And here it is sort of in the midst of a number of processes. The glass, shutter latch and dead bolt have been installed, but no handle hardware yet, and it is in the final stages of having the color finishes applied.
I love this finish, with the variegated blue, and patches of natural wood peeking out.
I find this lower panel to be so beautiful, like an abstract wave. Go on, click the photo…
And then we have it out for its official finished product portrait, in all its modes of being.
The next door was also in the group of doors I sent to Mountain Living, so I guess we will see who wins.
The panels were cut, in some case into smaller panels, and in other cases, into strips, and set into beveled panels and into the door surround. In most, if not all cases, the color of the original carved panel was retained and enhanced, and the cross pieces of wood were used to create the remainder of the door, though the color was sanded off.
I love to identify the raw material in the finished product, and this is a fun one. You may have to click on the photos to see the details in the photos shown a little further below.
These two panels from the third door shown were cut into strips that were used in the lower section of both sides of the surround. And the color was retained and enhanced.
The four narrow panels at the top of the door are from the second door shown.
The four panels at the bottom of the door are from the first and second antique doors shown.
Unfortunately, the drawing is placed over one of the carved panels, and I can only assume that the fourth panel is under the paper, because I do not find that leaf design in any of the other doors.
The rest of the carving that is inset in the surround comes from door #3. Again, the panels were cut into strips and set into the surround.
And the middle section of the doors are outfitted with panels of recycled pressed tin that has been hammered flat and attached onto wooden panels with small nails.
The hardware is a simple knob that is one of my favorites. From a distance it looks like a round ball. We carry it in a number of finishes, and I wouldn’t be able to pick my favorite.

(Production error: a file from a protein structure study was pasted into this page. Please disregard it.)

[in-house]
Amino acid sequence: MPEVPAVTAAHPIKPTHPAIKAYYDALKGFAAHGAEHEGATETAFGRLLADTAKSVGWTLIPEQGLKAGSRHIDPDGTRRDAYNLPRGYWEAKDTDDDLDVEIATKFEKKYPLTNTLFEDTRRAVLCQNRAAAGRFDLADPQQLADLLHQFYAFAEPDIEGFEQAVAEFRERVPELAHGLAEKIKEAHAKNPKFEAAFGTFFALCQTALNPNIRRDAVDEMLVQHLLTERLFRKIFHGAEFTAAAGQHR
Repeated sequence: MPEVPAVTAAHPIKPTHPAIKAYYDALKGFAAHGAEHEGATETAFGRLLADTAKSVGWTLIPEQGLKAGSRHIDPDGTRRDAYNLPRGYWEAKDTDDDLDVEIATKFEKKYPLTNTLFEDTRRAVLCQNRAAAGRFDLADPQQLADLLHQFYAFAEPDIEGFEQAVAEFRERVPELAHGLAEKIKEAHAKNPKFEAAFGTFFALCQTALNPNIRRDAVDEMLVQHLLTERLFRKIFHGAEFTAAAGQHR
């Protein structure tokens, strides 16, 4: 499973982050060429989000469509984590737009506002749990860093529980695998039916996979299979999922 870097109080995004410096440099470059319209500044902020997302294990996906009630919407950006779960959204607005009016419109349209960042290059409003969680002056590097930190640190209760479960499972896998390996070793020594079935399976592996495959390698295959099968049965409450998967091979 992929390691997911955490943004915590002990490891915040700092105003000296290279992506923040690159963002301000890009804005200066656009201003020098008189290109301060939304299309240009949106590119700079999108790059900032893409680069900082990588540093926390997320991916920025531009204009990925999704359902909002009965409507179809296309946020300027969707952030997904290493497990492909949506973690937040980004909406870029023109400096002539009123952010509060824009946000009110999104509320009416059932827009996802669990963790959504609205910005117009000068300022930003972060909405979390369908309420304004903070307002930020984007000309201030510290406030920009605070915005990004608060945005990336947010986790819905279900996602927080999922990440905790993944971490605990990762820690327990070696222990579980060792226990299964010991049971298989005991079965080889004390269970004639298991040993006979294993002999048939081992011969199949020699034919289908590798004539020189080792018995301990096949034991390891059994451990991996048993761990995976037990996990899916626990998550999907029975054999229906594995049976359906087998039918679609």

The back of the door was finished in a manner similar to the front, with the areas the panels occupy in the front being painted in a rustic orange patina.
We do a lot of different projects for a lot of different people, but there are some names that just keep coming up again and again as I choose pieces to feature in the blog. The clients for whom we did the coffee tables are a good example – I have featured pieces we have created for them in a number of previous entries, and probably in future entries. And I will be featuring other pieces that we have done for this client here, with the folding doors, because I have unknowingly collected numerous pieces we have done for them to feature in blog entries. One set that I knew was related, because it was in a similar style, were doors like these bi-folding doors, with carved surrounds and inset panels of tin, but they have been finished in a white palette. I will definitely be showing those off in the future, as it will be so interesting to see how they look in such a different finish. And the best part is that I have been receiving installation photos, so we will get to see how some of the pieces we have done look installed and in working order. Here is a last detail shot of these doors – you will have to excuse the sun spot, I get sawdust on my lens sometimes when shooting in the wood shop.
That’s it for this edition of the latest and greatest out of the shops. I hope to be back soon with an entry documenting the complete process, going from the raw material selected right on through to installation photos. I am lucky enough to know the clients, and am going to shoot their remodeled master bath and closet area in the next week or so. The cabinets were so beautiful when I saw them after completion, and I just can’t wait to see them installed. Here’s a sneak peek at one of the cabinet fronts.